In his sermon last Sunday, Father Ollie spoke of the need for followers of Jesus to be prepared to face the challenges of our world. It seems as if every week we witness another mass shooting, another devastating storm, or more scenes of senseless violence. If you’re like me, at some point it all blends together, and it becomes difficult to recall and distinguish one tragic event from another.
On the afternoon of Sunday, November 5, I read the first reports of the massacre at First Baptist Church in Sutherland Springs, Texas. I found myself simply acknowledging the sadness of the event, but going on with my day, unsurprised by the news. There have been 307 mass shootings so far in 2017, and many other tragic shootings since Sandy Hook in 2012.
The Right Reverend Matthew Gunter, Bishop of the Diocese of Fond du lac, recently wrote how Christians can love their neighbors in this “age of compassion fatigue.” Gunter wrote, “It takes a toll. I wonder if our whole society isn’t experiencing a mild (or not so mild) form of Post-Traumatic Stress Disorder. Or more accurately, perhaps, the related condition of ‘compassion fatigue’. Compassion fatigue has traditionally been associated with people in the helping professions – doctors, nurses, therapists, police officers, social workers, etc. But, with the increased connectivity and access to images and information, I think it has become more generalized. And yet, as Christians, we must resist this tendency even as we acknowledge its reality and power. In his summary of the Law, Jesus enjoins us to, ‘Love your neighbor as yourself.’ That is a call to compassion, a call to care. How might we respond to that call while avoiding compassion fatigue?” Bishop Gunter goes on to note that through prayer, through practicing vulnerability, through keeping Sabbath, through worshipping in community, and through acting for the welfare of others, we can avoid the temptation to be complacent, to be worn down, and to be fatigued by the evil in our world.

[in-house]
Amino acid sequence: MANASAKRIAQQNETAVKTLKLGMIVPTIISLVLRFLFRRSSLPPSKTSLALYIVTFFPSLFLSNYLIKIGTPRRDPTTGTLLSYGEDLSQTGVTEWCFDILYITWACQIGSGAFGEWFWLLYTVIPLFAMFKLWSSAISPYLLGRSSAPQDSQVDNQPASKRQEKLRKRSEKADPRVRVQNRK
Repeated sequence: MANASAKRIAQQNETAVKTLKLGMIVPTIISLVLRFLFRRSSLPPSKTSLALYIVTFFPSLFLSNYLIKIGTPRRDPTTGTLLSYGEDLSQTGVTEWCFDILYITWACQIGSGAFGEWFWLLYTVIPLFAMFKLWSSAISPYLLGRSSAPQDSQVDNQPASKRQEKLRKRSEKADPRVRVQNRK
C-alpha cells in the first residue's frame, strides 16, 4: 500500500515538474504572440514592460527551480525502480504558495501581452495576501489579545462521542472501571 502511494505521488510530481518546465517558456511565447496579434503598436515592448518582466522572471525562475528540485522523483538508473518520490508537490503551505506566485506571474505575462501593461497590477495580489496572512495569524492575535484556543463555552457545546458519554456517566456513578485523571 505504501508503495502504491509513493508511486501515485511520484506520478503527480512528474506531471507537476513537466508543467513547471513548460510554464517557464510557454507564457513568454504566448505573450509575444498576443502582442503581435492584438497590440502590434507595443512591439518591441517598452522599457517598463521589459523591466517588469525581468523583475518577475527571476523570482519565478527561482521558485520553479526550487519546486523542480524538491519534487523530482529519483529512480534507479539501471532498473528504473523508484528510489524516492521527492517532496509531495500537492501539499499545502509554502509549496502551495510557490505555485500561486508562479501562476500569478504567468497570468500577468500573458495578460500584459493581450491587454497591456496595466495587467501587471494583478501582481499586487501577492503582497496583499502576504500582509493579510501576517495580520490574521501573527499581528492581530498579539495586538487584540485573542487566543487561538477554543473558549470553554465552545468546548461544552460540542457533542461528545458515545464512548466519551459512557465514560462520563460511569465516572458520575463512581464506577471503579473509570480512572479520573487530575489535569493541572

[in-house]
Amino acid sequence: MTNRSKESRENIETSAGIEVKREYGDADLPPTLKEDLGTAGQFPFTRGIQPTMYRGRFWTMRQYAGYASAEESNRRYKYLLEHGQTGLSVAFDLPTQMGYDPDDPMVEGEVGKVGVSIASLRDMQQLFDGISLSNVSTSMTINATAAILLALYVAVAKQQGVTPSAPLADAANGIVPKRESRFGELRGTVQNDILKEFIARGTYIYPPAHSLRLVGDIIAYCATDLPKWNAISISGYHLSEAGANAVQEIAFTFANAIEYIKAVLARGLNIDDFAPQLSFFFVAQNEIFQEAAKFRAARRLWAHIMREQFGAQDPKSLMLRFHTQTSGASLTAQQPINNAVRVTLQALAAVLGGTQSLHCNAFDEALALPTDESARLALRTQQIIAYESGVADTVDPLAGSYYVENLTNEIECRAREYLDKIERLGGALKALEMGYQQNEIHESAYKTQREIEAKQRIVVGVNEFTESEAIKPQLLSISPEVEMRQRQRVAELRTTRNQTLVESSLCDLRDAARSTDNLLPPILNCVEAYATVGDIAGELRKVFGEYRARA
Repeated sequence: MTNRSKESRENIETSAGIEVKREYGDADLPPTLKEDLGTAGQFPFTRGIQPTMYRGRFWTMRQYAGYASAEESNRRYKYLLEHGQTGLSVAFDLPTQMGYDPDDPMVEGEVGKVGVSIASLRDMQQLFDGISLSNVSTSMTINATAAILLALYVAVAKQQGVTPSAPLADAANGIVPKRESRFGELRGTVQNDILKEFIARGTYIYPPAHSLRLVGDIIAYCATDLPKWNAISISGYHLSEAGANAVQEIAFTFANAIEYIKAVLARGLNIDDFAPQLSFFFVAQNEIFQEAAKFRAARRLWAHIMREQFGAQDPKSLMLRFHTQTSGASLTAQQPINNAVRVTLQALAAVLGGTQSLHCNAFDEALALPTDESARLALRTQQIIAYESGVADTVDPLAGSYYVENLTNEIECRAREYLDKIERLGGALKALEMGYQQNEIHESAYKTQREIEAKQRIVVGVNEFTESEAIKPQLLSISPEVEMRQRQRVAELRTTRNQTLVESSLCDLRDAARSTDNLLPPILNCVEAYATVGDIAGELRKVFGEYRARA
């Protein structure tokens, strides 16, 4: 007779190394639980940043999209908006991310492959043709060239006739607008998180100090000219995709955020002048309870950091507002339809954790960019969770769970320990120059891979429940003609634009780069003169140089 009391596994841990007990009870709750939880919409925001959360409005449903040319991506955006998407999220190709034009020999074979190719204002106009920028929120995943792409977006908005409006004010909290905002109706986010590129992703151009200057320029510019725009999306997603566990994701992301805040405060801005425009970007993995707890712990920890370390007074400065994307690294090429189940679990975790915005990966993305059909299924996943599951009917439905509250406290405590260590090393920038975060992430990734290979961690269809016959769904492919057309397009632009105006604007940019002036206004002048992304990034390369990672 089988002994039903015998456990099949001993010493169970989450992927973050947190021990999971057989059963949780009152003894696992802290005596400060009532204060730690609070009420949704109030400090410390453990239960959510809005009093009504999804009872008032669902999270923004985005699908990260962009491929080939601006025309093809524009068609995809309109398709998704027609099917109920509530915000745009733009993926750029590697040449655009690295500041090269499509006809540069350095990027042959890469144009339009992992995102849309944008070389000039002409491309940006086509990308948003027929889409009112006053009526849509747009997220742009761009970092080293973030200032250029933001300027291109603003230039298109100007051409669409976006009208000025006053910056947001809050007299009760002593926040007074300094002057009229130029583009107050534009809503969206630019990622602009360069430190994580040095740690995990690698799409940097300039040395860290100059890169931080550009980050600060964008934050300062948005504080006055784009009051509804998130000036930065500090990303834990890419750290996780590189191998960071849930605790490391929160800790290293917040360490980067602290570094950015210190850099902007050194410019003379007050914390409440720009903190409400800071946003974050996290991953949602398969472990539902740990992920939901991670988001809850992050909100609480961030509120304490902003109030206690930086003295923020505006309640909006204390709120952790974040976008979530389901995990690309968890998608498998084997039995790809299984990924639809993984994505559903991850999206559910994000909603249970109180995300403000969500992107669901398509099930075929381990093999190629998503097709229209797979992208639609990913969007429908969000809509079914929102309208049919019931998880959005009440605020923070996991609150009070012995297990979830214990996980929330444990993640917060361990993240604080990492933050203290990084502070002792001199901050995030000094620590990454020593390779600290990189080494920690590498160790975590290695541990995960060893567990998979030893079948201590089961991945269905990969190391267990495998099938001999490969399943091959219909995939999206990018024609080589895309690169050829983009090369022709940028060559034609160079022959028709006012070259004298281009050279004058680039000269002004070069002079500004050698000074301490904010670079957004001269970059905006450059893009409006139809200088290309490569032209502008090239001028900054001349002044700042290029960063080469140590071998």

Recently, there have been conversations about how the Church is to respond to violence. Should we respond with prayer, with action, or both? Two “hashtags” appeared on social media after the shooting in Texas: #PrayersForSutherlandSprings and #ThoughtsAndPrayersAreNotEnough. The Episcopal group “Bishops United Against Gun Violence” released a statement on this very topic. The Bishops wrote: “Prayer is not an offering of vague good wishes. It is not a spiritual exercise that successfully completed exempts one from focusing on urgent issues of common concern. Prayer is not a dodge. In prayer we examine our own hearts and our own deeds to determine whether we are complicit in the evils we deplore. And if we are, we resolve to take action; we resolve to amend our lives…One does not offer prayers in lieu of demonstrating political courage, but rather in preparation.”
As Episcopalians, we have the gift of the Baptismal Covenant in the Book of Common Prayer, and when faced with “compassion fatigue,” when faced with the question of whether to act or pray, when we can simply look to our baptism for the answer. The answer is both. In the Baptismal Covenant, we promise to continue in worship, fellowship, and the sacraments; to resist evil and repent when we fall into sin; to proclaim the Good News of Jesus; to seek and serve Christ in all persons; and to strive for justice and peace among all people. The answer is “all of the above.” When we follow Jesus in baptism, and seek daily to live out our baptismal promises, we will find that God is with us, holding us in the fatigue of the world, and granting us courage and strength to confront evil with Love.
The Reverend Jacob E. Pierce, Associate Rector